If you mean Jetbull are charging you 2% for withdrawal, their withdrawals should be free, and probably the only time where they may charge a withdrawal fee is if you haven't rolled over your deposit at least once, or there might be withdrawal fees specific for your country, so check the payments page from the country you're logged into Jetbull from to see if it says the withdrawal should be free or have a 2% fee, and if it says it should be free, see if you've rolled over your deposit at least once. If after all of that as far as you can see you should be getting a free withdrawal, you will need to contact Jetbull and ask why they are trying to charge you a 2% withdrawal fee.
« Last Edit: November 01, 2016, 04:05:06 PM by luctens » Logged
Zizou79
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Re: Which softs for start up?
« Reply #43 on: November 01, 2016, 06:56:20 PM »

I have just a question about the withdrawal: are you saying any withdrawal might get you flagged? Or do you refer to withdrawals over a certain amount? At the start of the month I always go through my accounts and see if a certain soft bookie account has maybe too much so I can withdraw to Skrill and deposit it where the funds are lower without the need to increase my current bankroll. A point in case is that I have a certain bookie which won 'too much' this past month and I'd like to do a withdrawal of 450 to keep the account with 500 to use for this month. Would that flag me up or would it just look like a normal withdrawal from a normal punter?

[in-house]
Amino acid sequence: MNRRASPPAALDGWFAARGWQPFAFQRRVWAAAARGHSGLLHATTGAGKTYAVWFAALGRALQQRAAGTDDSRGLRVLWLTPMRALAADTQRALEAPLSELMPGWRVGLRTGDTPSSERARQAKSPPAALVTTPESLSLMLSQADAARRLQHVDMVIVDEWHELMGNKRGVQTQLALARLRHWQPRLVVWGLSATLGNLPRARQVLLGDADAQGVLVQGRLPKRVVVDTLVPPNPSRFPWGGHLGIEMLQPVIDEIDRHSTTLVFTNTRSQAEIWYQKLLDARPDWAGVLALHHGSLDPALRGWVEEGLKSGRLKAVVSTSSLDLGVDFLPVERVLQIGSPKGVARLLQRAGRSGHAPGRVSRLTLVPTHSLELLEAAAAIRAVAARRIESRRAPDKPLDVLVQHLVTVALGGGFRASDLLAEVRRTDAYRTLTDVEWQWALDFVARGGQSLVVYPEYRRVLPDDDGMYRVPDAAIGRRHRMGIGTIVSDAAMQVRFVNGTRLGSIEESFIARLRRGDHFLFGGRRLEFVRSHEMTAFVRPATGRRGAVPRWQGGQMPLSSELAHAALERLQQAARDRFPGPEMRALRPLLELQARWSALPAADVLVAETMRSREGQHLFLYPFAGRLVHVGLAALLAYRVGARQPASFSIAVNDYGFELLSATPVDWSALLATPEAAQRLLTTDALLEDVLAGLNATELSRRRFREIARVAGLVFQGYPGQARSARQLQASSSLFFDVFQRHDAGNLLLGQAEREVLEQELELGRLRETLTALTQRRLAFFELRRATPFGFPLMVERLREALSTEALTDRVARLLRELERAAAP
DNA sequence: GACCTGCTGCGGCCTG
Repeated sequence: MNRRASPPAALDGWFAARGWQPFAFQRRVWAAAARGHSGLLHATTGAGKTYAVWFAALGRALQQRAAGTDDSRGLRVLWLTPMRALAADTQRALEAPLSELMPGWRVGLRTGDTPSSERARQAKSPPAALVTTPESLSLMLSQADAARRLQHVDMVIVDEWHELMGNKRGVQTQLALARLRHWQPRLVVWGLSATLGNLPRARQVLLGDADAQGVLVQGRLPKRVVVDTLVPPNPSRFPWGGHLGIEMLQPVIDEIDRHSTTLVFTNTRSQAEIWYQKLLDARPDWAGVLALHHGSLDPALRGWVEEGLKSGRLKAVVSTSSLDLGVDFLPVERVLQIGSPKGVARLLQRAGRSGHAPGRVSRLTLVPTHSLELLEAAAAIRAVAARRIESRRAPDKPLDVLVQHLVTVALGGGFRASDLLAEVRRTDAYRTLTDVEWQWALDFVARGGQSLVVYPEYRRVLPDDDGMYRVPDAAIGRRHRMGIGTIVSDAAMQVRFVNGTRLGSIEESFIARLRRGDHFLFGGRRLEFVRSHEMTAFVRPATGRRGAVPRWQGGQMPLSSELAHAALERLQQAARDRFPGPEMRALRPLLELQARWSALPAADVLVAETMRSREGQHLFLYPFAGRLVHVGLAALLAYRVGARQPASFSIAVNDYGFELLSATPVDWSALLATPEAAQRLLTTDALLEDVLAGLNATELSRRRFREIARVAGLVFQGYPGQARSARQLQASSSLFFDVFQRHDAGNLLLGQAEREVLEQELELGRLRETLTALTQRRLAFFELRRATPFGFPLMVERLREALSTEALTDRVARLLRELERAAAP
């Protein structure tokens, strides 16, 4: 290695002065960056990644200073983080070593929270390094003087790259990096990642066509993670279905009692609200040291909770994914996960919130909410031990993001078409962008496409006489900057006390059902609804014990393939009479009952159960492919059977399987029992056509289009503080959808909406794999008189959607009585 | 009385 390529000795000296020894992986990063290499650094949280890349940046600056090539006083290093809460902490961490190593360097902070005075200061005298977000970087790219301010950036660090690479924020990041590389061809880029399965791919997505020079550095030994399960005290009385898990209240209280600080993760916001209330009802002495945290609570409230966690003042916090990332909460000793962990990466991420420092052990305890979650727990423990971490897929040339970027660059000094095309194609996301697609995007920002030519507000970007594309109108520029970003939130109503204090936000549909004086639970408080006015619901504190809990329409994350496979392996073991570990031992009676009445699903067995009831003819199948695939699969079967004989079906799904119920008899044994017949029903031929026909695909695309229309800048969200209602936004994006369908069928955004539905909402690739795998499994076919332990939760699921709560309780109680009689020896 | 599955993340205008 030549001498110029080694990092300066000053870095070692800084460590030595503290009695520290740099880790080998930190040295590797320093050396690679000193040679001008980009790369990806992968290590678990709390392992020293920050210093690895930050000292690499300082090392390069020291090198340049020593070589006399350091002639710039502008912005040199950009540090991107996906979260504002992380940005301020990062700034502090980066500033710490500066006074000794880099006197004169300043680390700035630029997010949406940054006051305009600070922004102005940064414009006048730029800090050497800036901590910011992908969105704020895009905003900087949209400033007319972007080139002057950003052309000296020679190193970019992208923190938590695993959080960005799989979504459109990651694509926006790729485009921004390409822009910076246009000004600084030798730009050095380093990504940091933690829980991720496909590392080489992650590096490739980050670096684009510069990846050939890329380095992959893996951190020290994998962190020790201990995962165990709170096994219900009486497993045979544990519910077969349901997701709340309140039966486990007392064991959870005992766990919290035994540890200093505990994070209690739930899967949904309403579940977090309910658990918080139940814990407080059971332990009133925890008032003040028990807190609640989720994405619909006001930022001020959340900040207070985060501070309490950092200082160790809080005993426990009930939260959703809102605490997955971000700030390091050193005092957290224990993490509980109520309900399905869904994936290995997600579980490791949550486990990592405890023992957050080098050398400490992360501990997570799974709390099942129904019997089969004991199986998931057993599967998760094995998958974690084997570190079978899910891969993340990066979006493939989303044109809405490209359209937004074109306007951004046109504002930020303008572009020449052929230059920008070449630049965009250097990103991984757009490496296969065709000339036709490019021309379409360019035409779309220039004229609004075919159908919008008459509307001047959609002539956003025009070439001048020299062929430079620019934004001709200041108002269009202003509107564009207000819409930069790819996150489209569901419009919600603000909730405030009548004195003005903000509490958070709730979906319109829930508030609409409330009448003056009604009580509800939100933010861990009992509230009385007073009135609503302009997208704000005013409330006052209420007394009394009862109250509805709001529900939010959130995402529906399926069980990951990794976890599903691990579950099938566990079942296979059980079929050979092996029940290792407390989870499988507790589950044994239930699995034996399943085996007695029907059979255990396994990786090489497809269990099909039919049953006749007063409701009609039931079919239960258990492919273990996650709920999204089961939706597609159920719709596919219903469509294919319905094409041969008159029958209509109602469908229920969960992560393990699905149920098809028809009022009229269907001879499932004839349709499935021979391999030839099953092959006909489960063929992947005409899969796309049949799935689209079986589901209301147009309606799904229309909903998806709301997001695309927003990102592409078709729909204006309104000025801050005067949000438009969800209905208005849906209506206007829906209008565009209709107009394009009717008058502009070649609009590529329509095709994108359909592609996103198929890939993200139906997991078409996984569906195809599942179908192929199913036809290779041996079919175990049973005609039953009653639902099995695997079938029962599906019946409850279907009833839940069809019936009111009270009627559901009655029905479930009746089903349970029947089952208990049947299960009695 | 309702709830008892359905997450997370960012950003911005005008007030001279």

Also, is it normal that a bookie charges 2% on skrill withdrawals? I've encountered just one so far and it's this particular bookie from the case above.
Yes, a withdrawal might get you flagged. Nobody can say for sure but certainly there is a chance your account may get flagged for review because of a withdrawal, as opposed to there is obviously there is no chance for an account to get flagged for a withdrawal if you make no withdrawal, so it certainly increases the risk of your account getting limited every time you withdraw.

I'd expect that the higher the withdrawal you more chance your account will get flagged, but nobody knows for sure what sort of withdrawal amount may get you flagged or if bookmakers even have a set policy on particular amounts of withdrawals that they will initiate a review on, but common sense tells you that the higher the withdrawal is, the higher the chance you have of your account getting looked into on the back of a withdrawal.

If you withdraw 450, that might get your account flagged for review, what is certain is that you make that 450 withdrawal there is more chance of your account getting looked at because of that withdrawal as opposed to if you don't make that withdrawal. It might look like a normal withdrawal from a normal punter to them, but as we don't know exactly what parameters they set on when they think a punter is smart or not, nobody knows for sure if that 450 withdrawal will make you look like a normal punter or not. What is certain is that the worse the punter is, the less they end up withdrawing, so the more you withdraw, the more chance that a bookmaker might think you may be a smart punter and have a look around your account as opposed to if you didn't make that withdrawal.

My very simple point about withdrawals is that generally, you need to stay under the radar as much as possible, and one of the ways you can do that is to limit your withdrawals from a bookmaker to an absolute minimum, ideally down to absolutely zero, as that limits the number of unwanted additional opportunities and excuses on top of algorithms etc that the bookie has to look over your account and possibly limit it. So very simply, if there's a way you can avoid doing the withdrawal, then avoid doing it, but that solely depends on your bankroll and your personal circumstances as to whether you can avoid that withdrawal or not. If the withdrawal is totally unavoidable as it sometimes may be, then you have to make that withdrawal, you have no choice, but even still at that stage, limit the amount of the withdrawal to only what you absolutely need to withdraw.